But this is wise-cracking disguised as debate. First, it is true enough that the proslavery thugs from Missouri and the South were not canonized--except, perhaps, for Jesse James, who was of the same ilk that Brown killed at Pottawatomie. Jesse James was in the company of "Bloody" Bill Anderson and the vile William Quantrill, and yet "American" society has "canonized" him by rendering Jesse James as a kind of Robin Hood of the old west. But that's really a secondary issue. More importantly, the point is precisely that John Brown is not "in danger of being canonized" either, particularly in the mainstream thinking of the nation, and in the halls of academia where some scholars like Benfey continue to denigrate him. Furthermore, none of us--neither Reynolds, Carton, nor I--have tried to "canonize" Brown in our biographical work. Rather, we simply have tried to help people read the fullest extent of the evidence and the argument in the certainty that he will be seen for the good and worthy man that he was.
Still, Benfey dodges the issue by diminishing contextualization as a means to rationalize or cover crimes. But there is a difference between rationalization and contextualization, and the point of contextualizing Pottawatomie is hardly about rationalization. No one, especially Reynolds, has rationalized these killings led by Brown. However, the overwhelming number of descriptions of the Pottawatomie affair have failed to present the fullest context, including the brief treatment in the recently published, Midnight Rising, by Tony Horwitz. So contextualization is vital if we are ever going to fairly discuss this bloody episode. Indeed, there is a strong argument, including sufficient evidence, that the Pottawatomie killings were preemptory, exercised in the context of absolute lawlessness and the absence of justice, amid a state of war, and in response to a conspiracy that was afoot. While the killings cannot be literally characterized as "self-defense," they were arguably far more akin to self-defense than to war-time "atrocities." The real problem with the Pottawatomie killings in retrospect is the manner in which historians and writers--from Villard to Horwitz, and Benfey (who is not in the company of the former, to say the least) have decidedly refused to consider the evidence for Brown's desperate actions in Kansas. Mocking contextualization simply will not do.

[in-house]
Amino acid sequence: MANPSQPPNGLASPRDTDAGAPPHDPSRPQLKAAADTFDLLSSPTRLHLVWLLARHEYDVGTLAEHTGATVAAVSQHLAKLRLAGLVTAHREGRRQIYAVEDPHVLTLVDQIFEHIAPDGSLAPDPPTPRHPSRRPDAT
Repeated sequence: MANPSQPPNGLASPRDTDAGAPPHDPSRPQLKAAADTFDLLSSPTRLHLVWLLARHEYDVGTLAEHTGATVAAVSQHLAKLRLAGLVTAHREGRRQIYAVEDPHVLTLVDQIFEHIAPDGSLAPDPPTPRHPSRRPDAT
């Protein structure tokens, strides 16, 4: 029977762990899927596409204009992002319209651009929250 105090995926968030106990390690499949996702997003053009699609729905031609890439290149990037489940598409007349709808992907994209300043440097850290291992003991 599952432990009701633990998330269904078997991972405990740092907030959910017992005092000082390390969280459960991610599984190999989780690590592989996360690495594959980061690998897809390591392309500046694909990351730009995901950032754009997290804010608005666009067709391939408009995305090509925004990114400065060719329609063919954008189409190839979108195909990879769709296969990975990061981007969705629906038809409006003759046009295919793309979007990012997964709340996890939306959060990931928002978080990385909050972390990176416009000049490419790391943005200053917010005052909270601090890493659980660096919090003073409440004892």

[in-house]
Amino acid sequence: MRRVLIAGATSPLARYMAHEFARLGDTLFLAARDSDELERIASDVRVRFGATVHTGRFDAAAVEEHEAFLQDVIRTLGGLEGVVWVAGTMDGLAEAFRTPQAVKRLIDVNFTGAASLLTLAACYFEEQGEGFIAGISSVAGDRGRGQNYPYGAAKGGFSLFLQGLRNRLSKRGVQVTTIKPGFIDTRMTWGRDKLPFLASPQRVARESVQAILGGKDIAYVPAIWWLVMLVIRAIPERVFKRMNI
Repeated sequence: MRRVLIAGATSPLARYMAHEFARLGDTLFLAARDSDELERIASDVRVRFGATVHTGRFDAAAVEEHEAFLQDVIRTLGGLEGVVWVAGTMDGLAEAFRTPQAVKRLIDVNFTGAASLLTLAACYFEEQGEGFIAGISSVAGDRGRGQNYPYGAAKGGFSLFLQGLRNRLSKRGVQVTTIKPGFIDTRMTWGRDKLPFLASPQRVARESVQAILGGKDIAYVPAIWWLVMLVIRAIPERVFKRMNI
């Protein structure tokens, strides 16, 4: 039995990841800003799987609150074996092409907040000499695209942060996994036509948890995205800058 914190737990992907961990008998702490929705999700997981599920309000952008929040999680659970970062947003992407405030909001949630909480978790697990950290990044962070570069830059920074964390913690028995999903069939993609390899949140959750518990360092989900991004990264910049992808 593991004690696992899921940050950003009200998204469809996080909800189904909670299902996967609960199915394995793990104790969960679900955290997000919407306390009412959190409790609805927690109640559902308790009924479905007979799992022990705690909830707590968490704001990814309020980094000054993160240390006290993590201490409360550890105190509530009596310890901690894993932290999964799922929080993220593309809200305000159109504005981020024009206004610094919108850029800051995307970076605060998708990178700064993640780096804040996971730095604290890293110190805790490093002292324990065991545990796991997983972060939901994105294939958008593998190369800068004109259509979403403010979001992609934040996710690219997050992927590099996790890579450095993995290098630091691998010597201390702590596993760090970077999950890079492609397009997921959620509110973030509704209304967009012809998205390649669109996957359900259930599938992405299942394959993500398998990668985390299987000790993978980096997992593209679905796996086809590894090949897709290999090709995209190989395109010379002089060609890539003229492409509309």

Fanaticism and Nuance
Finally, Benfey settles comfortably on the language of "fanatic" in his assessment of John Brown, and repeats Sean Wilentz, another ivory tower anti-Brown sniper, who criticized Reynolds' biography of spending too much time "in establishing Brown's sanity," when the "really important point is that it is entirely possible to be sane and rational and also, like Brown, a fanatic." Excuse us, Doctors Benfey and Wilentz: the whole of the 20th century was spent by scholars impugning Brown as "insane"--but Reynolds was not supposed to address the issue? Admittedly, Robert McGlone probably beats a dead horse in his exhaustive treatment of mental illness in his 2009 bio-study, John Brown's War Against Slavery. Anyone who reads that great effort will certainly get tired at the lengths that McGlone goes to extend this really needless discussion regarding Brown's mental state. But to suggest that Reynolds made too much of the issue in his breakthrough biography, John Brown Abolitionist (2005), is simply incorrect.
In the end, Benfey appeals to "nuance" in suggesting that Reynolds is unable to get past "bludgeoning 'contextualization.'" However, in Benfey's case, "nuance" is a euphemism that allows him to suggest that calling Brown a "fanatic" is historically reasonable--that somehow he stands, along with Hawthorne and Melville, between anti-slavery “ideals” and the so-called fanaticism of "questionable physical means." But as Reynolds' work reveals, in the antebellum era of the United States, it was the majority of white people who actually were racial "fanatics," not John Brown. Indeed, as the abolitionist understood, the non-violent anti-slavery side was already "nuanced" to the point of inaction and lack of a real strategy to end slavery in the United States.
Contrary to Benfey, Brown's plan for a liberation movement in the South was the finest expression of real political and ethical nuance, because he sought justice for the slave as a priority without blunt insurrection--which necessitated the killing of slave masters as a point of strategy. As Brown put it on the last day of his life, he wanted a movement that could accomplish freedom for the slave "without very much bloodshed." If this not "nuanced," I do not know what is. Quite unlike David Reynolds, Christopher Benfey remains incapable of reading this story without prejudice and caricature, and his arguments smack of evasion more than fact.